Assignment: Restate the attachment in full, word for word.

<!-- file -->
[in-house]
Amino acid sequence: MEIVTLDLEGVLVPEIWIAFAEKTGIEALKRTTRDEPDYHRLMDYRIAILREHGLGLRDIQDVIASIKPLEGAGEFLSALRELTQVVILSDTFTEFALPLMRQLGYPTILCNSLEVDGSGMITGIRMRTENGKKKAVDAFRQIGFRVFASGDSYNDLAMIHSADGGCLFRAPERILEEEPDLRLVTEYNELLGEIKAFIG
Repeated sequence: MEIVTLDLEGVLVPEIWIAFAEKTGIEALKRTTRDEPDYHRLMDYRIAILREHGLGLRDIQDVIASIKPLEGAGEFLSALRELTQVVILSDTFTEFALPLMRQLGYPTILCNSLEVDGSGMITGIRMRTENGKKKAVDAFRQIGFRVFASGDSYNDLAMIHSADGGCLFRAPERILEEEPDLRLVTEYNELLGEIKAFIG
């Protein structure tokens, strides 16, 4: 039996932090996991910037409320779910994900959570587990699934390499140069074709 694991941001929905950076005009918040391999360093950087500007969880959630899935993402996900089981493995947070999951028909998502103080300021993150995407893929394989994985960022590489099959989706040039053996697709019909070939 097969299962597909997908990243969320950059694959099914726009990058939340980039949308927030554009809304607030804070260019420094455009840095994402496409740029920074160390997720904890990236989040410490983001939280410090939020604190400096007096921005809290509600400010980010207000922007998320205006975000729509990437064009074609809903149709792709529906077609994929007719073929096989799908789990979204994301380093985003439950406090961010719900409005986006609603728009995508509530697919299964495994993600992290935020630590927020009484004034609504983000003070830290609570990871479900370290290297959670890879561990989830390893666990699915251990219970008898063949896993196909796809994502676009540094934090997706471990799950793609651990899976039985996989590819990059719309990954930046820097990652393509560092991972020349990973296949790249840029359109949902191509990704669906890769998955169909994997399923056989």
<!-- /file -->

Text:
[in-house]
Amino acid sequence: MEIVTLDLEGVLVPEIWIAFAEKTGIEALKRTTRDEPDYHRLMDYRIAILREHGLGLRDIQDVIASIKPLEGAGEFLSALRELTQVVILSDTFTEFALPLMRQLGYPTILCNSLEVDGSGMITGIRMRTENGKKKAVDAFRQIGFRVFASGDSYNDLAMIHSADGGCLFRAPERILEEEPDLRLVTEYNELLGEIKAFIG
Repeated sequence: MEIVTLDLEGVLVPEIWIAFAEKTGIEALKRTTRDEPDYHRLMDYRIAILREHGLGLRDIQDVIASIKPLEGAGEFLSALRELTQVVILSDTFTEFALPLMRQLGYPTILCNSLEVDGSGMITGIRMRTENGKKKAVDAFRQIGFRVFASGDSYNDLAMIHSADGGCLFRAPERILEEEPDLRLVTEYNELLGEIKAFIG
């Protein structure tokens, strides 16, 4: 039996932090996991910037409320779910994900959570587990699934390499140069074709 694991941001929905950076005009918040391999360093950087500007969880959630899935993402996900089981493995947070999951028909998502103080300021993150995407893929394989994985960022590489099959989706040039053996697709019909070939 097969299962597909997908990243969320950059694959099914726009990058939340980039949308927030554009809304607030804070260019420094455009840095994402496409740029920074160390997720904890990236989040410490983001939280410090939020604190400096007096921005809290509600400010980010207000922007998320205006975000729509990437064009074609809903149709792709529906077609994929007719073929096989799908789990979204994301380093985003439950406090961010719900409005986006609603728009995508509530697919299964495994993600992290935020630590927020009484004034609504983000003070830290609570990871479900370290290297959670890879561990989830390893666990699915251990219970008898063949896993196909796809994502676009540094934090997706471990799950793609651990899976039985996989590819990059719309990954930046820097990652393509560092991972020349990973296949790249840029359109949902191509990704669906890769998955169909994997399923056989």